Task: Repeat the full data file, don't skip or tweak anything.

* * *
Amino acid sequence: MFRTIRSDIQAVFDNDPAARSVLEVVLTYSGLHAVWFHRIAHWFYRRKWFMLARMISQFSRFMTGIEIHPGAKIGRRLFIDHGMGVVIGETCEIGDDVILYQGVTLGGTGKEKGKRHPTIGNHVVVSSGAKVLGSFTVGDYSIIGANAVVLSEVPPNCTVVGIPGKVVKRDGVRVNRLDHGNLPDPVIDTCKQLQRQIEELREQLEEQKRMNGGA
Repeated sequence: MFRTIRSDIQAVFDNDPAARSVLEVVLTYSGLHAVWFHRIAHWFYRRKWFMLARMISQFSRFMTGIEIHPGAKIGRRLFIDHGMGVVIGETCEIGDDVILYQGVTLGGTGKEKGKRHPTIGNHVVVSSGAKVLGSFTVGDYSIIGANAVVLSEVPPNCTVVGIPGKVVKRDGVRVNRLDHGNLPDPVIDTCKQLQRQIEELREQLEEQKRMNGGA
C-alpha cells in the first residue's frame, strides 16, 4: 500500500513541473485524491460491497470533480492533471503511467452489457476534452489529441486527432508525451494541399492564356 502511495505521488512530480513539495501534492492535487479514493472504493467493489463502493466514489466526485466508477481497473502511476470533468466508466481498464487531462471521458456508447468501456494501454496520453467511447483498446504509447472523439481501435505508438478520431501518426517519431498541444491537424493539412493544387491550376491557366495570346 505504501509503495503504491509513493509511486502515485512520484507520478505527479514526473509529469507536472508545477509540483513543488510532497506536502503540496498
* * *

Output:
Amino acid sequence: MFRTIRSDIQAVFDNDPAARSVLEVVLTYSGLHAVWFHRIAHWFYRRKWFMLARMISQFSRFMTGIEIHPGAKIGRRLFIDHGMGVVIGETCEIGDDVILYQGVTLGGTGKEKGKRHPTIGNHVVVSSGAKVLGSFTVGDYSIIGANAVVLSEVPPNCTVVGIPGKVVKRDGVRVNRLDHGNLPDPVIDTCKQLQRQIEELREQLEEQKRMNGGA
Repeated sequence: MFRTIRSDIQAVFDNDPAARSVLEVVLTYSGLHAVWFHRIAHWFYRRKWFMLARMISQFSRFMTGIEIHPGAKIGRRLFIDHGMGVVIGETCEIGDDVILYQGVTLGGTGKEKGKRHPTIGNHVVVSSGAKVLGSFTVGDYSIIGANAVVLSEVPPNCTVVGIPGKVVKRDGVRVNRLDHGNLPDPVIDTCKQLQRQIEELREQLEEQKRMNGGA
C-alpha cells in the first residue's frame, strides 16, 4: 500500500513541473485524491460491497470533480492533471503511467452489457476534452489529441486527432508525451494541399492564356 502511495505521488512530480513539495501534492492535487479514493472504493467493489463502493466514489466526485466508477481497473502511476470533468466508466481498464487531462471521458456508447468501456494501454496520453467511447483498446504509447472523439481501435505508438478520431501518426517519431498541444491537424493539412493544387491550376491557366495570346 505504501509503495503504491509513493509511486502515485512520484507520478505527479514526473509529469507536472508545477509540483513543488510532497506536502503540496498